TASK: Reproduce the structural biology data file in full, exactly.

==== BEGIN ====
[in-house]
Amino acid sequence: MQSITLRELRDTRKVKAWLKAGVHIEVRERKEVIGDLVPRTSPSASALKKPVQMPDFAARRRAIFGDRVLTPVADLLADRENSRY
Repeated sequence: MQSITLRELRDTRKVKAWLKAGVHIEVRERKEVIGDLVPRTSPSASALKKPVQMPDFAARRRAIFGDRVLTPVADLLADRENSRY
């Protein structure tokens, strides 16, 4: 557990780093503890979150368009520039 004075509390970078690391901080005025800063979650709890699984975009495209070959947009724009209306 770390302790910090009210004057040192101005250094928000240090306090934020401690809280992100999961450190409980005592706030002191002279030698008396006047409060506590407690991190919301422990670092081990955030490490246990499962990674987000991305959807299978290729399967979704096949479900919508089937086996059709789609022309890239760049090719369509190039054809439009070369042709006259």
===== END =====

[in-house]
Amino acid sequence: MQSITLRELRDTRKVKAWLKAGVHIEVRERKEVIGDLVPRTSPSASALKKPVQMPDFAARRRAIFGDRVLTPVADLLADRENSRY
Repeated sequence: MQSITLRELRDTRKVKAWLKAGVHIEVRERKEVIGDLVPRTSPSASALKKPVQMPDFAARRRAIFGDRVLTPVADLLADRENSRY
């Protein structure tokens, strides 16, 4: 557990780093503890979150368009520039 004075509390970078690391901080005025800063979650709890699984975009495209070959947009724009209306 770390302790910090009210004057040192101005250094928000240090306090934020401690809280992100999961450190409980005592706030002191002279030698008396006047409060506590407690991190919301422990670092081990955030490490246990499962990674987000991305959807299978290729399967979704096949479900919508089937086996059709789609022309890239760049090719369509190039054809439009070369042709006259």